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Soccer players preparing for changes

By: Randy Pascal – Playback

 | Dec 26, 2013 - 10:53 AM |
With changes to the Ontario Soccer Association (OSA) provincial program in the works, the satellite group in Northern Ontario might also soon be dealing with alterations. File photo.

With changes to the Ontario Soccer Association (OSA) provincial program in the works, the satellite group in Northern Ontario might also soon be dealing with alterations. File photo.

With changes to the Ontario Soccer Association (OSA) provincial program in the works, the satellite group in Northern Ontario might also soon be dealing with alterations.

In the meantime, the 30 or so youngsters from across the north that form the local satellite group, including a half dozen from Sault Ste. Marie and a trio from North Bay, gathered at the Sudbury Indoor Soccer centre one last time before Christmas.

"The satellite program was designed originally as part of the provincial program for players not in the GTA to stay at home and get the training they need," explained former soccer professional Brian Ashton.

Attracting players primarily aged 14 to 17 who have already taken part at the initial regional talent identification phase (U-13), the program seeks to keep the northern crew on the radar, raising the bar with most skillful soccer teens in the area.

"You can work on more complex things with these kids, striking the ball with a bit of a swerve, teaching combination plays," said Ashton. "You can fit that into a training session here."

Goalie Hunter Adams, 13, has now spent four years fine-tuning his craft, and he encounters little challenge identifying areas of his game where the improvement is more than a little noticeable.

"One-on-one defending and corner kicks," said Adams. "With corner kicks, you have to be aggressive, and you have to know how far you can go and how far not to go. I'm taller and I jump pretty well, so I can usually clear the ball out.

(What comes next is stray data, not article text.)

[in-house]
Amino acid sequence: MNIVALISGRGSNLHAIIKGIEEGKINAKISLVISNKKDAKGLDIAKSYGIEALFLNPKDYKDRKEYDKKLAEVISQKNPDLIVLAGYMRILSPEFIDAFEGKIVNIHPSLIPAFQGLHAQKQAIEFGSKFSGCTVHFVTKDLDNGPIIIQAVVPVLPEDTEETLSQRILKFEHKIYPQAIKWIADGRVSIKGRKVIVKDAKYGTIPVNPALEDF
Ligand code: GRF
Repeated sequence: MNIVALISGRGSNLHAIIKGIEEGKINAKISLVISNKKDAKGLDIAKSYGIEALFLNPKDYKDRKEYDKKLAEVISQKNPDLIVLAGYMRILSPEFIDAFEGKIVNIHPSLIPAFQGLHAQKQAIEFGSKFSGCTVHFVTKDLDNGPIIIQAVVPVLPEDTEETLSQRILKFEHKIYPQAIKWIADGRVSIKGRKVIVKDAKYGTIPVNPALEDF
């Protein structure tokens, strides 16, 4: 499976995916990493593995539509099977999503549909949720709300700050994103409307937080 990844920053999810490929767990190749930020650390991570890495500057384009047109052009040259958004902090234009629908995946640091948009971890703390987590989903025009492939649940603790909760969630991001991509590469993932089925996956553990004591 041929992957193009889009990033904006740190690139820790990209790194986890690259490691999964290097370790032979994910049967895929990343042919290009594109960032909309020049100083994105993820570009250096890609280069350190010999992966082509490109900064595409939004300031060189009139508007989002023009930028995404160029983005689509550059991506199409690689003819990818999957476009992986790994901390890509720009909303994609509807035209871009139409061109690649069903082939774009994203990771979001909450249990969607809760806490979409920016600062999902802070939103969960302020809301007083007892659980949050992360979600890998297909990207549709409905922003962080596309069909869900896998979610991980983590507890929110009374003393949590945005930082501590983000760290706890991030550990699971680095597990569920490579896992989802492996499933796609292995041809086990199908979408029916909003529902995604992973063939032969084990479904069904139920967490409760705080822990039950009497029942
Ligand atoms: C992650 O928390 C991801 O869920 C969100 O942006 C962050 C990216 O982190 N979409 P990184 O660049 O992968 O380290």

"I prefer to punch it to where there are no players, so my guys have at least a 50/50 chance to come up with the ball."

Benefitting from the satellite practice sessions that finds numerous older players testing his ability, Adams is also the only goaltender in the group, a bit of a double-edged sword, at times.

"It's good, because you get more playing time," he said. "But there's no real competition against you, so it's me playing against me right now."

At just 12 years of age, Mackenzie Watkins of Valley East ranks among the youngest players on the floor.

First introduced to soccer with the Valley East Soccer Association at the age of four, Watkins eventually graduated to the tutelage of coach Marilyn Bodson and the more competitive arm of the sport, playing under the umbrella of the Greater Sudbury Soccer Club.

While she has lined up on just about every position on the pitch, Watkins prefers defence and midfielder.

"I like setting up goals instead of scoring them," she said. "I'm more of a playmaker."

With that in mind, Watkins spends plenty of time at this level working on her defensive play, ensuring she maintains proper positioning.

"Brian has told us that most players in Northern Ontario like to just try and go in and take the ball, rather than waiting patiently," Watkins stated.

"What I usually do, when I know they're really good with their feet, is wait until they make a move and then step in with my foot."

Exposed to training counterparts who are mostly at least a few years her elder, Watkins sees a need to pay this experience forward.

"We get to learn from the older kids, and then when we're older, we can teach the younger kids and they can learn from us."

With the success that has been seen lately from the likes of Cloe Lacasse, Jenna Hellstrom and Michael Marcantognini, among others, there is plenty of learning on the go.

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